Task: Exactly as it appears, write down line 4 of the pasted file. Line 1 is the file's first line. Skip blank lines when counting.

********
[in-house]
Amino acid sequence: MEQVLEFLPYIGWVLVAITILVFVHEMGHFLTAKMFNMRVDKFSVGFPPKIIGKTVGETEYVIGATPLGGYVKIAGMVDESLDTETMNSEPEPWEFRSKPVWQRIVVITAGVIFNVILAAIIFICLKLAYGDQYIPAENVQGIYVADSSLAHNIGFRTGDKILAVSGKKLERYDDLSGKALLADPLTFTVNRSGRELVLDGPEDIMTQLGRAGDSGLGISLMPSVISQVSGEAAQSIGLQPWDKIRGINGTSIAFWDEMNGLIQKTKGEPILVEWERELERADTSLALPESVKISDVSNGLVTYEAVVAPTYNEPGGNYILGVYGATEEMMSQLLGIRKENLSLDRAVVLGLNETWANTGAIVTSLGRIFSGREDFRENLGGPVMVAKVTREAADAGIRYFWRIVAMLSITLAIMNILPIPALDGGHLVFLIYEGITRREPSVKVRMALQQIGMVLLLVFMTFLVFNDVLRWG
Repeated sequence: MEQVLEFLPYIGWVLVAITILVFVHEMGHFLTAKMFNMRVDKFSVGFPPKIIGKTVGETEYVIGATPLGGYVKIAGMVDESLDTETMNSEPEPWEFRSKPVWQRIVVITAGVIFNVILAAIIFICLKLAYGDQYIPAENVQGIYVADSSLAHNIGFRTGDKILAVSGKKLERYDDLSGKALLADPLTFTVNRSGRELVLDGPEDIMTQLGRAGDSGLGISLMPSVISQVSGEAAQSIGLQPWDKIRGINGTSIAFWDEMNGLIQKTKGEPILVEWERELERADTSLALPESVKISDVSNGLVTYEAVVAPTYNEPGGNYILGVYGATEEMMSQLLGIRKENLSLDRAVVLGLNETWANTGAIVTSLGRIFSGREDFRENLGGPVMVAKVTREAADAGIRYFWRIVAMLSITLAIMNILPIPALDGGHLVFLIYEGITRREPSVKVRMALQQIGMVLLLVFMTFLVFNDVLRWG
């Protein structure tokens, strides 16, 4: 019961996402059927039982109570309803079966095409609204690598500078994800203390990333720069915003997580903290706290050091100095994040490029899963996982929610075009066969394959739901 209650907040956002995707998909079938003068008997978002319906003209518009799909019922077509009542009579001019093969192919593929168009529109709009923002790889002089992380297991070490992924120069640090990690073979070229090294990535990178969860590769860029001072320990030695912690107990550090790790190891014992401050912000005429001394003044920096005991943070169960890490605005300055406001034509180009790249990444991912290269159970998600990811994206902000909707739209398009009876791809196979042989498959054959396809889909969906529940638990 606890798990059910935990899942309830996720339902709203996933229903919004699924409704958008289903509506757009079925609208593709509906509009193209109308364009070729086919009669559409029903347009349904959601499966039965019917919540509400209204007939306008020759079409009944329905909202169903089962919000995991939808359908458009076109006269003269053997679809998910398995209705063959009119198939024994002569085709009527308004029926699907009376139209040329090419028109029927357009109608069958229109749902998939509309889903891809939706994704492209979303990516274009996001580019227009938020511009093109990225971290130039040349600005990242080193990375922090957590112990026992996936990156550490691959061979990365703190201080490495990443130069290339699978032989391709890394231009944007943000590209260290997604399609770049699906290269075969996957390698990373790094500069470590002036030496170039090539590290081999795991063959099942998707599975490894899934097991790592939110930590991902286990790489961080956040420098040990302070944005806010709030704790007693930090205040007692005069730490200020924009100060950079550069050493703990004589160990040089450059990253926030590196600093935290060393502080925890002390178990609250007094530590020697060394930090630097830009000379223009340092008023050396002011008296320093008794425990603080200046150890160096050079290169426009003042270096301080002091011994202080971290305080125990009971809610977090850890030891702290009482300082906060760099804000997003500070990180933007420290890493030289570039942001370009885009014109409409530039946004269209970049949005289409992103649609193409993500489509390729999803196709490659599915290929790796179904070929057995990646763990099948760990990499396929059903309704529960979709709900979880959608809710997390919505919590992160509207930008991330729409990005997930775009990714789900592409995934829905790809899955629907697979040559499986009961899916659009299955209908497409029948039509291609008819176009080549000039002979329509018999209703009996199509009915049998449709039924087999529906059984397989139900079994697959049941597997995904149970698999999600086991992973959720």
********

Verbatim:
């Protein structure tokens, strides 16, 4: 019961996402059927039982109570309803079966095409609204690598500078994800203390990333720069915003997580903290706290050091100095994040490029899963996982929610075009066969394959739901 209650907040956002995707998909079938003068008997978002319906003209518009799909019922077509009542009579001019093969192919593929168009529109709009923002790889002089992380297991070490992924120069640090990690073979070229090294990535990178969860590769860029001072320990030695912690107990550090790790190891014992401050912000005429001394003044920096005991943070169960890490605005300055406001034509180009790249990444991912290269159970998600990811994206902000909707739209398009009876791809196979042989498959054959396809889909969906529940638990 606890798990059910935990899942309830996720339902709203996933229903919004699924409704958008289903509506757009079925609208593709509906509009193209109308364009070729086919009669559409029903347009349904959601499966039965019917919540509400209204007939306008020759079409009944329905909202169903089962919000995991939808359908458009076109006269003269053997679809998910398995209705063959009119198939024994002569085709009527308004029926699907009376139209040329090419028109029927357009109608069958229109749902998939509309889903891809939706994704492209979303990516274009996001580019227009938020511009093109990225971290130039040349600005990242080193990375922090957590112990026992996936990156550490691959061979990365703190201080490495990443130069290339699978032989391709890394231009944007943000590209260290997604399609770049699906290269075969996957390698990373790094500069470590002036030496170039090539590290081999795991063959099942998707599975490894899934097991790592939110930590991902286990790489961080956040420098040990302070944005806010709030704790007693930090205040007692005069730490200020924009100060950079550069050493703990004589160990040089450059990253926030590196600093935290060393502080925890002390178990609250007094530590020697060394930090630097830009000379223009340092008023050396002011008296320093008794425990603080200046150890160096050079290169426009003042270096301080002091011994202080971290305080125990009971809610977090850890030891702290009482300082906060760099804000997003500070990180933007420290890493030289570039942001370009885009014109409409530039946004269209970049949005289409992103649609193409993500489509390729999803196709490659599915290929790796179904070929057995990646763990099948760990990499396929059903309704529960979709709900979880959608809710997390919505919590992160509207930008991330729409990005997930775009990714789900592409995934829905790809899955629907697979040559499986009961899916659009299955209908497409029948039509291609008819176009080549000039002979329509018999209703009996199509009915049998449709039924087999529906059984397989139900079994697959049941597997995904149970698999999600086991992973959720």